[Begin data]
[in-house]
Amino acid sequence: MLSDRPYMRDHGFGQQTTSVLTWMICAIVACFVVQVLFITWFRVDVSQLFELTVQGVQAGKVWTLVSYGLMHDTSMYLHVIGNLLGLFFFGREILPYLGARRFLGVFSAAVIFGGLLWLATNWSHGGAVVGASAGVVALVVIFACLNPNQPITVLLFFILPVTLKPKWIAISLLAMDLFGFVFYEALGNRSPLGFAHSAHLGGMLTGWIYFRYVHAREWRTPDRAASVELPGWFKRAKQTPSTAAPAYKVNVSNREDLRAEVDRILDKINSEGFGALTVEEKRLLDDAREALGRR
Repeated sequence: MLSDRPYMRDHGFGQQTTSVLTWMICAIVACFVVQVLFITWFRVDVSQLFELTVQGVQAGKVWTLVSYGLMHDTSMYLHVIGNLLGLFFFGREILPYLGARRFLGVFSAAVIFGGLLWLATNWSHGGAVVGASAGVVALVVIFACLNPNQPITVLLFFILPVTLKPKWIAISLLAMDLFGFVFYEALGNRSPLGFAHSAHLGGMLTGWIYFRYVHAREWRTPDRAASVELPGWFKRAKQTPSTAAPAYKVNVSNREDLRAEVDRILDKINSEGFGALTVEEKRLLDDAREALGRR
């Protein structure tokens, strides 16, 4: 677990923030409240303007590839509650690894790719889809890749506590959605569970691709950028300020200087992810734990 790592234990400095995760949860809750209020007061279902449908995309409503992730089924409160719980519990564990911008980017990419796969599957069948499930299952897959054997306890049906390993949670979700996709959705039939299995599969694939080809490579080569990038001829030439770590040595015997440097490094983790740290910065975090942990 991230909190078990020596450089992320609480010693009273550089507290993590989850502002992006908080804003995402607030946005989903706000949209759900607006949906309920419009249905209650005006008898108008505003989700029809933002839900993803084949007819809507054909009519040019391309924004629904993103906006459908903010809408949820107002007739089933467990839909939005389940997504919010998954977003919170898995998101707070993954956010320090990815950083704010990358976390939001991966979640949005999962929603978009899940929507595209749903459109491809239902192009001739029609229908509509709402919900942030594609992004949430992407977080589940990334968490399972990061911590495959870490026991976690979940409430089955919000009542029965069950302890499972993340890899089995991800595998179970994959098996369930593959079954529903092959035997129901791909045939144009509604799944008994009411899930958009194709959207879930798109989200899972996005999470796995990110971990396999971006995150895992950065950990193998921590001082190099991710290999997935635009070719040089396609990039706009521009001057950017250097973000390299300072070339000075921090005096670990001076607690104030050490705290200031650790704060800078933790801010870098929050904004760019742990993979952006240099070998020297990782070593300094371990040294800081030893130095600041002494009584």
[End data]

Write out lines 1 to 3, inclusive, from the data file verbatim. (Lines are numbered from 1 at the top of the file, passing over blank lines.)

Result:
[in-house]
Amino acid sequence: MLSDRPYMRDHGFGQQTTSVLTWMICAIVACFVVQVLFITWFRVDVSQLFELTVQGVQAGKVWTLVSYGLMHDTSMYLHVIGNLLGLFFFGREILPYLGARRFLGVFSAAVIFGGLLWLATNWSHGGAVVGASAGVVALVVIFACLNPNQPITVLLFFILPVTLKPKWIAISLLAMDLFGFVFYEALGNRSPLGFAHSAHLGGMLTGWIYFRYVHAREWRTPDRAASVELPGWFKRAKQTPSTAAPAYKVNVSNREDLRAEVDRILDKINSEGFGALTVEEKRLLDDAREALGRR
Repeated sequence: MLSDRPYMRDHGFGQQTTSVLTWMICAIVACFVVQVLFITWFRVDVSQLFELTVQGVQAGKVWTLVSYGLMHDTSMYLHVIGNLLGLFFFGREILPYLGARRFLGVFSAAVIFGGLLWLATNWSHGGAVVGASAGVVALVVIFACLNPNQPITVLLFFILPVTLKPKWIAISLLAMDLFGFVFYEALGNRSPLGFAHSAHLGGMLTGWIYFRYVHAREWRTPDRAASVELPGWFKRAKQTPSTAAPAYKVNVSNREDLRAEVDRILDKINSEGFGALTVEEKRLLDDAREALGRR